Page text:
Blessed be September, cinematic home to the C average horror film. The doldrums of the local cineplex have settled in comfortably; studios lay in wait for the turning of the leaves and Halloween-themed, pumpkin-spice fever to take hold before releasing their more confident horror films in October. “Blair Witch,” Adam Wingard’s wildly too-late sequel (threequel?) to 1999’s genre-demolishing megaton, “The Blair Witch Project” is nearly the Platonic ideal of an Unremarkable Horror Film plunked down with perfect appropriateness in this, the season of paranormal silver-screen mediocrity.
Not enough lip service can be paid to how large of an impression directors Daniel Myrick and Eduardo Sánchez’, “The Blair Witch Project” left on the horror genre. The film single-handedly birthed the contemporary found-footage technique that spawned a list of imitators as long as your arm and came bundled in a brilliant marketing campaign that posited the events of the film as terrifyingly documentarian. In the 17 years since its release, filmmakers of various pedigrees have iterated on TBWP’s original conceit, pushing the genre now to its most tired extremities. It is then with curious and depressing happenstance that Wingard’s sequel to the granddaddy of the genre arrives today, with nothing more to do than to rearrange the place settings at a table covered in cobwebs and have the audacity to announce that dinner is served.
Much like its predecessor, the flat-footedly titled, “Blair Witch,” opens with a text preamble–what the audience is about to experience is a compilation of real footage discovered in the Black Hills Forest of Maryland in 2016. Never mind that this “found” footage, combined with the footage from the original film contains enough textual evidence of a genuine, murderous, spectral nightmare that should prompt the U.S Government to launch an orbital missile strike on the forest, or at least, maybe put up a fence. James Donahue (James Allen McCune), brother to the long-lost protagonist, Heather, of the original film is prompted to gather a cadre of friends to explore the witchy woods after discovering evidence of his sister’s continued survival in the Black Hills on YouTube.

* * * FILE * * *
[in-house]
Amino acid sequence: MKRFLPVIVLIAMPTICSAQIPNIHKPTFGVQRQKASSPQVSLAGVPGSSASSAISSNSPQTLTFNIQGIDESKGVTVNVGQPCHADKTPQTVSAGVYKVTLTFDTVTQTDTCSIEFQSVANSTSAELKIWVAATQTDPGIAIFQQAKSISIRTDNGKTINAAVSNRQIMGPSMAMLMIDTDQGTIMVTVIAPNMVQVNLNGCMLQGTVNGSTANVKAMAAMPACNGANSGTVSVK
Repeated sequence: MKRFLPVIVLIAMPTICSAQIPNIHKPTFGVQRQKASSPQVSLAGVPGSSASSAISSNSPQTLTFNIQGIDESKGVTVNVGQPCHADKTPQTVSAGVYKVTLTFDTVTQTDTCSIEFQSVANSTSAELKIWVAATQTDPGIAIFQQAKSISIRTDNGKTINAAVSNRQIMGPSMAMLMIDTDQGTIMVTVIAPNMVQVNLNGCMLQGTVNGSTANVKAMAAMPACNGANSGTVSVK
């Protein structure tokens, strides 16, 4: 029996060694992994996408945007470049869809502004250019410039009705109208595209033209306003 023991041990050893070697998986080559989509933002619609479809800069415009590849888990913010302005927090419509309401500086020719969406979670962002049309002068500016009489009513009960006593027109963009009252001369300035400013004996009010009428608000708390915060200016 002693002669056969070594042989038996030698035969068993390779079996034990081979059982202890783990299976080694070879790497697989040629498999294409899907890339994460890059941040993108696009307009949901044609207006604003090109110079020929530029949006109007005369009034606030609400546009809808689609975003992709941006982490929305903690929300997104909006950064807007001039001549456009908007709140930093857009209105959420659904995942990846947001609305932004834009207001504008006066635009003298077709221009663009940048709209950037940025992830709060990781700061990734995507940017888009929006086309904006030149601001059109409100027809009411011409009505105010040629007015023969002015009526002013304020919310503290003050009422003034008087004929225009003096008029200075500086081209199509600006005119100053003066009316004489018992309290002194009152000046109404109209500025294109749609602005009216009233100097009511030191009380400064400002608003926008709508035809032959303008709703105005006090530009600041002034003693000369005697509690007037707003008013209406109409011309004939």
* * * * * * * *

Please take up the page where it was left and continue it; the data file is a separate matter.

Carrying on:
Meanwhile the filmic conceit comes into play as Donahue’s film-student friend, Lisa Arlington (Callie Hernandez) decides to document the journey for college credits. “You really think your sister is out there after all these years?,” Arlington prompts the perpetually expressionless Donahue. “And what about the legends?” By “legends” Arlington is referencing the fact that in this filmic universe the footage of “The
Blair Witch Project” exists, is commercially available, and is justification enough for audiences to feel zero pathos for people who have bumbled into the literal devil’s lair with nary a flask of holy water or improvised flame thrower between them. Meanwhile more expository dialogue is spent introducing and justifying the existence of the wide variety of footage vis-a- vis Arlington’s arsenal of cameras, GPS headsets and quad-copter drone, than who these characters are and what motivates them to get out of bed in the morning. Their names are James, Lisa, Peter, Ashley, Lane and Talia. They exist on screen to get scared, scream loudly and meet a gruesome fate.
As a filmmaker, Wingard is a thoughtful craftsman– evidenced by some of his more interesting past genre exercises like “You’re Next,” (2011) and“The Guest,” (2014). Here there is no confidence in what is being presented. Some measure of a successful horror film is built off the back of expectation– tension is generated slowly through mood and dialogue with catharsis delivered in a long-overdue moment of horrific surprise or action. Instead of foreboding, Wingard assaults the audience from minute-one with perpetual discordant sounds, audio pops and faux digital distortion as if all the footage has been edited on an IBM computer from the mid 90s.Characters frequently disappear into the darkness only to pop up next to another character while inexplicably screaming. This happens so often that in a moment of unintentional self-awareness a character shouts to no one in particular, “Can everyone stop doing that?!” By the time the remaining victims bumble their way through a time paradox into the haunted gingerbread house at the center of the woods, there is so little genuine tension left to be released, the rolling credits is only partial catharsis.
It is a shame that “Blair Witch” exists to say nothing, deliver tepid, unoriginal scares and little else. Really, it’s here to trade on nostalgia, skimming a few bucks from folks while the seasonal spiced-lattes are piping hot and audiences are primed to be spooked. This time spare the ticket, get the latte.
Running time: 89 minutes
Playing in theaters now